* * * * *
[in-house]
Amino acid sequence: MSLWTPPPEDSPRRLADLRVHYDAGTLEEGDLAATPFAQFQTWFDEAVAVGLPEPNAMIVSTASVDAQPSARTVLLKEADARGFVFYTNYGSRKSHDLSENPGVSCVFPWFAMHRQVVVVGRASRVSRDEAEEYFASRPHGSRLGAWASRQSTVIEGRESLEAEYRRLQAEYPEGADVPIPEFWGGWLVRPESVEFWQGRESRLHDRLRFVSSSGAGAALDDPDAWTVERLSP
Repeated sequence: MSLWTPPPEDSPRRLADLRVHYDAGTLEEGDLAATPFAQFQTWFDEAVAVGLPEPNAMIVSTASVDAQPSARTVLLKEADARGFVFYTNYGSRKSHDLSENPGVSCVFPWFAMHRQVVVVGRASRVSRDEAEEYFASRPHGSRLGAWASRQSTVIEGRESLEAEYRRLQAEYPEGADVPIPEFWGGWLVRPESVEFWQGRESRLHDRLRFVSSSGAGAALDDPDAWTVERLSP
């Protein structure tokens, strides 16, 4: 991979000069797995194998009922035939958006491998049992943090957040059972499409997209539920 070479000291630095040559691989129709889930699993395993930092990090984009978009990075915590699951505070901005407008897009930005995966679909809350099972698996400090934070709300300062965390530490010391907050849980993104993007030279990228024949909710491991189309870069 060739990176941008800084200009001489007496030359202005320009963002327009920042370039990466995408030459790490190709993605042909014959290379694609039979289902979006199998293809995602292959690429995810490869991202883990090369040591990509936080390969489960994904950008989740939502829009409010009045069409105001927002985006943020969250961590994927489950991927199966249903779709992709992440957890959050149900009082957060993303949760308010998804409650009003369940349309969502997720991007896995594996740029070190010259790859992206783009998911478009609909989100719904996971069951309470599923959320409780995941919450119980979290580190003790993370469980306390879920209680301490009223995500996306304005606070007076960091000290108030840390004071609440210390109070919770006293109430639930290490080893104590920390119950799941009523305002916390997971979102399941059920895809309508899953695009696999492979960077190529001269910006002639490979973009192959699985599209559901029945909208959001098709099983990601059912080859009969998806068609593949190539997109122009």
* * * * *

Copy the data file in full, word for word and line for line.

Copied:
[in-house]
Amino acid sequence: MSLWTPPPEDSPRRLADLRVHYDAGTLEEGDLAATPFAQFQTWFDEAVAVGLPEPNAMIVSTASVDAQPSARTVLLKEADARGFVFYTNYGSRKSHDLSENPGVSCVFPWFAMHRQVVVVGRASRVSRDEAEEYFASRPHGSRLGAWASRQSTVIEGRESLEAEYRRLQAEYPEGADVPIPEFWGGWLVRPESVEFWQGRESRLHDRLRFVSSSGAGAALDDPDAWTVERLSP
Repeated sequence: MSLWTPPPEDSPRRLADLRVHYDAGTLEEGDLAATPFAQFQTWFDEAVAVGLPEPNAMIVSTASVDAQPSARTVLLKEADARGFVFYTNYGSRKSHDLSENPGVSCVFPWFAMHRQVVVVGRASRVSRDEAEEYFASRPHGSRLGAWASRQSTVIEGRESLEAEYRRLQAEYPEGADVPIPEFWGGWLVRPESVEFWQGRESRLHDRLRFVSSSGAGAALDDPDAWTVERLSP
């Protein structure tokens, strides 16, 4: 991979000069797995194998009922035939958006491998049992943090957040059972499409997209539920 070479000291630095040559691989129709889930699993395993930092990090984009978009990075915590699951505070901005407008897009930005995966679909809350099972698996400090934070709300300062965390530490010391907050849980993104993007030279990228024949909710491991189309870069 060739990176941008800084200009001489007496030359202005320009963002327009920042370039990466995408030459790490190709993605042909014959290379694609039979289902979006199998293809995602292959690429995810490869991202883990090369040591990509936080390969489960994904950008989740939502829009409010009045069409105001927002985006943020969250961590994927489950991927199966249903779709992709992440957890959050149900009082957060993303949760308010998804409650009003369940349309969502997720991007896995594996740029070190010259790859992206783009998911478009609909989100719904996971069951309470599923959320409780995941919450119980979290580190003790993370469980306390879920209680301490009223995500996306304005606070007076960091000290108030840390004071609440210390109070919770006293109430639930290490080893104590920390119950799941009523305002916390997971979102399941059920895809309508899953695009696999492979960077190529001269910006002639490979973009192959699985599209559901029945909208959001098709099983990601059912080859009969998806068609593949190539997109122009």